By STEPHEN O'KANE, Staff Writer | Published January 6, 2011
It was a time of both celebration and mourning as hundreds of people remembered the life of Msgr. Paul Reynolds at a funeral Mass at St. Brigid Church on Thursday, Dec. 23.
The beloved pastor of the Johns Creek parish left an indelible mark on the Archdiocese of Atlanta and it wasn’t more than a few minutes into the liturgy that the tears began flowing for many present.
Archbishop Wilton D. Gregory gave a moving homily, recognizing Msgr. Reynolds’ contribution to the Catholic Church in Georgia and highlighting some of the priest’s most notable accomplishments and the special way he had with his parishioners.
“Everyone here knows that Paul’s pervasive Irish charm always disarmed people,” the archbishop said. “You couldn’t quarrel very long with Msgr. Reynolds without feeling quite foolish, even about matters that might have seemed awfully important to you at the start of your conversation. He had a way of soothing even the most savage beast in most of us.”
“We have lost a wonderfully generous colleague and friend,” said Archbishop Gregory. “St. Brigid Parish has endured a number of sorrows during the past several weeks in the deaths of a founding couple, the loss of a young adult to a tragic accident, and now the loss of your beloved pastor. In a special way I want to assure this otherwise joy-filled parish of the prayers and the affection of the entire archdiocesan family.”
Religious men and women, former and current parishioners, friends and family all gathered in the large sanctuary of St. Brigid Church, many having to watch a live feed of the Mass from the parish social hall because of the large turnout. It was a difficult service for many, but one that celebrated the priest’s life and his outward love for the holy Eucharist.
Audrey Thomas remembers first meeting the “uniquely Irish” Msgr. Reynolds when he served as assistant pastor of Holy Spirit Church in Huntsville, Ala. Several former parishioners made the trek from Georgia’s neighboring state to attend the funeral services.
“There was never a conversation with him where he wasn’t completely focused on you,” said Thomas, adding, “He always made you feel like you were the only person in the world when he spoke to you. … And he had such a love for the Eucharist.”
Msgr. Reynolds, born in Dublin, Ireland, in 1938, studied at All Hallows Seminary in Dublin, preparing to be a priest for the Diocese of Mobile-Birmingham, Ala. He was ordained by Bishop Denis Moynihan of Kerry, Ireland, before moving to the U.S. in the 1960s.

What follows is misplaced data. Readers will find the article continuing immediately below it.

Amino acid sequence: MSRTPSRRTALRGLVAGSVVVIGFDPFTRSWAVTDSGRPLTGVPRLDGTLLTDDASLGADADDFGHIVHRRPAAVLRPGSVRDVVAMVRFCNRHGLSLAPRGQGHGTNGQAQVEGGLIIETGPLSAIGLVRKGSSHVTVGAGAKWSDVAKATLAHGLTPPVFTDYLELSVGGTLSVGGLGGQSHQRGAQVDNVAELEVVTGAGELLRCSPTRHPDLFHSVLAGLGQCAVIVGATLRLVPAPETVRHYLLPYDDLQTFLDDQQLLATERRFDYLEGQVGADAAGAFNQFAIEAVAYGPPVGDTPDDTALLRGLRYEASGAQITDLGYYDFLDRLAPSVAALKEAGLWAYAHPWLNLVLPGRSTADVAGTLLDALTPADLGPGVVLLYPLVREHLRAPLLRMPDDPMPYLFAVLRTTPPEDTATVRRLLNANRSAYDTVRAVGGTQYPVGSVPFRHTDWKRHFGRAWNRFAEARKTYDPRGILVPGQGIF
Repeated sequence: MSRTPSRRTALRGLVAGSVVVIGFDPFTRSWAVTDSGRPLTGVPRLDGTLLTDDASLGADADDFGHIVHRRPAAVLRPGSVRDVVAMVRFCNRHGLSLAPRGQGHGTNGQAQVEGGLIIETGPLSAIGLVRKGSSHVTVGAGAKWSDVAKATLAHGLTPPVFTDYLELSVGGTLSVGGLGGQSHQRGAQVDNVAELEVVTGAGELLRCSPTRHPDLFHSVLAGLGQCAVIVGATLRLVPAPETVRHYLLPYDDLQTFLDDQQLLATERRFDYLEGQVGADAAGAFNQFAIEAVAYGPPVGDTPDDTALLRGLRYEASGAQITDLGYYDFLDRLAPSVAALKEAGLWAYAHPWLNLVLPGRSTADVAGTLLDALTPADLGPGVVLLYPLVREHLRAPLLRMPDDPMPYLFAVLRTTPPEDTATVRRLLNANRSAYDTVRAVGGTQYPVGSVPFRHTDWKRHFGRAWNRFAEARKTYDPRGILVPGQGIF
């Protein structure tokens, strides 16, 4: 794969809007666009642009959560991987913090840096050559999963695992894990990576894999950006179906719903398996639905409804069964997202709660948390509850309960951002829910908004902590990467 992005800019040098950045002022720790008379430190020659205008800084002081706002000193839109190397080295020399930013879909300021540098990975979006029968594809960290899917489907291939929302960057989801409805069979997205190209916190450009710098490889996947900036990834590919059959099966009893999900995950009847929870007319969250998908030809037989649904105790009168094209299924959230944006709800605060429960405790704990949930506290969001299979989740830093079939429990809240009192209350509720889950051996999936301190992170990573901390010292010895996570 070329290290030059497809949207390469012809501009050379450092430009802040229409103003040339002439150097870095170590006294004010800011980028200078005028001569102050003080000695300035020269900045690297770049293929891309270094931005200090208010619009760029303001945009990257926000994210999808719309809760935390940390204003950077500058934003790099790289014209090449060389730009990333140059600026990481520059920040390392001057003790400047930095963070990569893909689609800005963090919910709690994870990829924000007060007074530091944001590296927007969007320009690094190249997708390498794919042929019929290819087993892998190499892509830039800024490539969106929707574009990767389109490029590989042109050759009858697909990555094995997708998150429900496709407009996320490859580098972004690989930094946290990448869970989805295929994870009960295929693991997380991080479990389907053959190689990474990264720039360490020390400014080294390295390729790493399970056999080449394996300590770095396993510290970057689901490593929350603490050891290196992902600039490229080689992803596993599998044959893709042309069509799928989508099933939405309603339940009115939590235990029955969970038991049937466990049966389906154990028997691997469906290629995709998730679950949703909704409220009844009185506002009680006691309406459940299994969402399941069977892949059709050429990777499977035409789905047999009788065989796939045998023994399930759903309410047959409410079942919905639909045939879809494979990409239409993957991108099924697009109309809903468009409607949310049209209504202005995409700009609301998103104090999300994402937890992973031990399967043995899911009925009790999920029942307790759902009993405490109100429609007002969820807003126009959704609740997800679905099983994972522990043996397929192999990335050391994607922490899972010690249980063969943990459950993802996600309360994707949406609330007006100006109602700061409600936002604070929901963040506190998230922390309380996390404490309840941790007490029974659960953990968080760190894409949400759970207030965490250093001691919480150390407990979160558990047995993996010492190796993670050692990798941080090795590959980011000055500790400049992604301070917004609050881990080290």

He served the Catholic community in Alabama from 1963 to 1970, and then requested to come to the Atlanta Archdiocese in 1970. Msgr. Reynolds was incardinated as a priest of the Atlanta Archdiocese in 1974 and has served as pastor of various parishes across North Georgia including St. Thomas the Apostle, Smyrna, St. John Neumann, Lilburn, and St. Andrew Church, Roswell.
Msgr. Reynolds was founding pastor of St. John Neumann Church, serving there for more than 10 years, and was also part of the founding of the neighboring regional Catholic school. Msgr. Reynolds also served as pastor of St. Andrew Church for 12 years until he was appointed a vicar general. He was elected dean of priests in the northwest area and has served on the archdiocesan College of Consultors, the archdiocesan Board of Education, the Pastors’ Task Force on Finances, and the Personnel Board. He also served as a judge on the Provincial Court of Appeals and was elevated to the rank of monsignor in May 2001.
He served as the moderator of the curia, the central offices of the archdiocese, and handled much of the day-to-day business at the Catholic Center in midtown Atlanta. He also became chancellor of the archdiocese on Nov. 1, 2001.
Maureen Schnetzer was one of the original parishioners of St. John Neumann when it was established in 1986 and still says that Msgr. Reynolds is her favorite priest.